In situ localization and characterization of active proteases in chronically inflamed and healthy human gingival tissues
Background: Studies have indicated an important role for host-derived proteases in the pathogenesis of periodontal disease. The objectives of this study were: 1) to develop an assay measuring protease activity in situ and 2) to localize and characterize the enzymatic activity in intact inflamed and healthy gingiva. Methods: Gingival specimens were prepared and overlaid with a quenched fluorescent substrate. Protease activity was visualized by fluorescence microscopy and correlated with histologic features. Results: In inflamed tissues, enzymatic activity was detected mainly in the connective tissue (predominantly matrix metalloproteases) and, to some extent, in the epithelium (predominantly serine proteases). In contrast, clinically healthy tissues failed to exhibit significant amounts of protease activity. Quantitative and qualitative characteristics of protease activity in intact tissues were found to be pH dependent. Conclusions: The method described here enabled assessment of active proteases in intact tissues where cell-cell and cell-matrix interactions had been maintained. Our results indicate that there are substantial differences in the distribution of specific proteases between clinically healthy and inflamed periodontal tissues.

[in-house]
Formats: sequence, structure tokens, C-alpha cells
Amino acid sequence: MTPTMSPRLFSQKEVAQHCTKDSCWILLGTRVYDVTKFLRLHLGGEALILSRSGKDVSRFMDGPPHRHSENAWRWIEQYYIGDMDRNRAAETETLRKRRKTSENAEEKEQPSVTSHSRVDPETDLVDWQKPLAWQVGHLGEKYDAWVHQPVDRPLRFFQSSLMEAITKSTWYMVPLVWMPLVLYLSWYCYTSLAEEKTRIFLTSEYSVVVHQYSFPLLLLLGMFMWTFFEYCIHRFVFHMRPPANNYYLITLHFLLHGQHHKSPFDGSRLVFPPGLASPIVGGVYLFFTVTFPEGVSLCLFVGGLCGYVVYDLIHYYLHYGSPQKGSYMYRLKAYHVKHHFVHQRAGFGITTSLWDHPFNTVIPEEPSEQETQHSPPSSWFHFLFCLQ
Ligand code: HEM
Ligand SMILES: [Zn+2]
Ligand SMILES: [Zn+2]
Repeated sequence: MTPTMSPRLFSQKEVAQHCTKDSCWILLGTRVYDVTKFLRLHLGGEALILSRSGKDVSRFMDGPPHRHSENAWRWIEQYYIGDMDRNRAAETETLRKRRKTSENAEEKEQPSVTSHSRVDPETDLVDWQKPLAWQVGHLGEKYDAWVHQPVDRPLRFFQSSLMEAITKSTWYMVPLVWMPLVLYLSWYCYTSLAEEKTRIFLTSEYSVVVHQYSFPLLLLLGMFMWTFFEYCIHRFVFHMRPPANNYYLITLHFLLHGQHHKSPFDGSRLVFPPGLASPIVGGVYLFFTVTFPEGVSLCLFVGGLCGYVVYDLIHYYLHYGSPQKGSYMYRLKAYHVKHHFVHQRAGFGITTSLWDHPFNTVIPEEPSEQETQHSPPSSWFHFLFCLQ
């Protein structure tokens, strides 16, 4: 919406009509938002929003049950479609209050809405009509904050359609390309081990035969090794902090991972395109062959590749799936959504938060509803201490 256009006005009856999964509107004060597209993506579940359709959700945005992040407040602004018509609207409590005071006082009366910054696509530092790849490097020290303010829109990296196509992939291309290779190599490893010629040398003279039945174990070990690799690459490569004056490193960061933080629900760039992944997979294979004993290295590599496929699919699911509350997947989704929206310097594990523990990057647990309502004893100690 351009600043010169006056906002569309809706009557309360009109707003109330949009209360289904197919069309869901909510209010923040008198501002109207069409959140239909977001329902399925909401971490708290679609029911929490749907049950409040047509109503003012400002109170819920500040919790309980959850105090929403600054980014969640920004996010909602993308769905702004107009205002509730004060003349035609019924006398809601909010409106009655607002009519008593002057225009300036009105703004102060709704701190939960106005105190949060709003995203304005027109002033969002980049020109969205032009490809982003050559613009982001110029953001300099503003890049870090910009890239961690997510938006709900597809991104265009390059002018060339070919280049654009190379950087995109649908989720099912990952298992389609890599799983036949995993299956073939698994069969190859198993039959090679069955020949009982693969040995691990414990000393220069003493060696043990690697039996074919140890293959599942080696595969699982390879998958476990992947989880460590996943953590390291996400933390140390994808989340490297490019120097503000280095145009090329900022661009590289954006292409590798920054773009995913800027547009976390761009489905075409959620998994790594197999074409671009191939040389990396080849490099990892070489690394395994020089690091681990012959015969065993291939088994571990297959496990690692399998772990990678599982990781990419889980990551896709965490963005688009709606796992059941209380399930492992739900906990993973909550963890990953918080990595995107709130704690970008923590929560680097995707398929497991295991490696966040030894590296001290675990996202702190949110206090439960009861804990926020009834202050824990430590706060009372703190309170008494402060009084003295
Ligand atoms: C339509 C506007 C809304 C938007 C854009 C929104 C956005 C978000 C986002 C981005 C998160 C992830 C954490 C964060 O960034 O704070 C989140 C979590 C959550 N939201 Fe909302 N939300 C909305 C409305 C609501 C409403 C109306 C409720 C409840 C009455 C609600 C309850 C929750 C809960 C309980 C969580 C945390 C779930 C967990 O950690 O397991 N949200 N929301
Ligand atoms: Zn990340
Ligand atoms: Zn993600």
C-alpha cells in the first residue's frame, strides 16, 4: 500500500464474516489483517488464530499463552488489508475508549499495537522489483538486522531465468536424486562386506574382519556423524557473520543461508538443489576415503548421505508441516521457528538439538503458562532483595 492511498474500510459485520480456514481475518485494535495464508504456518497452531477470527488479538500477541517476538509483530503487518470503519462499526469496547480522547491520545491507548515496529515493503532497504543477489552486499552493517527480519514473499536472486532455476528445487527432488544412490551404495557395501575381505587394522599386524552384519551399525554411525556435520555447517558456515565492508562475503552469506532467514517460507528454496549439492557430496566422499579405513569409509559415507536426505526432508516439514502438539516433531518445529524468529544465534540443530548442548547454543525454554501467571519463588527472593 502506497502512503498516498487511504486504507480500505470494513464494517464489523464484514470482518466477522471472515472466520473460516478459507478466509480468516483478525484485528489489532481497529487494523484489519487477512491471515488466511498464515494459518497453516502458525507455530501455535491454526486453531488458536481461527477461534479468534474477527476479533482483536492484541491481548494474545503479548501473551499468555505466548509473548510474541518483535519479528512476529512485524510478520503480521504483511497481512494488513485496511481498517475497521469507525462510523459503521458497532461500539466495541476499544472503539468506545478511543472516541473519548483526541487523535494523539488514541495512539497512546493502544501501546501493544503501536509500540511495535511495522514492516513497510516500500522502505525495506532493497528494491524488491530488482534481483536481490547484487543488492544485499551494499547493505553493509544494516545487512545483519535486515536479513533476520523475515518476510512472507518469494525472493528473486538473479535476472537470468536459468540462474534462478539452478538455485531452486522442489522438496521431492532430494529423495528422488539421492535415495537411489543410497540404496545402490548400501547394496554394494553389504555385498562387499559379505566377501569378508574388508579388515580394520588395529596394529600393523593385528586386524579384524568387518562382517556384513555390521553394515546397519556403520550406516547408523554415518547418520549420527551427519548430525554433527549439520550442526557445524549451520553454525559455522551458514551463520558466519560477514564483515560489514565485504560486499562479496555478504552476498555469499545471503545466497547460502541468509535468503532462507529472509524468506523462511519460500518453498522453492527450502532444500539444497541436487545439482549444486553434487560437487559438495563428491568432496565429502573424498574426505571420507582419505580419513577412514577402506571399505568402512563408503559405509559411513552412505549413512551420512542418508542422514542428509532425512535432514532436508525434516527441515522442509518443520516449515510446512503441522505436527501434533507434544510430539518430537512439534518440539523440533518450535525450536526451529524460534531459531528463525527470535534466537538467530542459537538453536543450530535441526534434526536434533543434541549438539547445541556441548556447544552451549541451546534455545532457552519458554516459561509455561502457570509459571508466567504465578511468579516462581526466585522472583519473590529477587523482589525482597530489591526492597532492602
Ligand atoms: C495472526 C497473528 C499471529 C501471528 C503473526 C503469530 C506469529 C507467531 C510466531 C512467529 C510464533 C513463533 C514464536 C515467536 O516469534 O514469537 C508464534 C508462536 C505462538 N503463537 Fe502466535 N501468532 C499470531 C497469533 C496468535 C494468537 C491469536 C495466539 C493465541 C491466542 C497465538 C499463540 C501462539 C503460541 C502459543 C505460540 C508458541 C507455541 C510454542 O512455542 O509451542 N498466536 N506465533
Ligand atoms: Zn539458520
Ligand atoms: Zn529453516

Journal of periodontology
Sarment, David P.; Korostoff, Jonathan; D'Angelo, Marina; Polson, Alan; Feldman, Ray; and Billings, Paul, "In situ localization and characterization of active proteases in chronically inflamed and healthy human gingival tissues" (1999). PCOM Scholarly Papers. 366.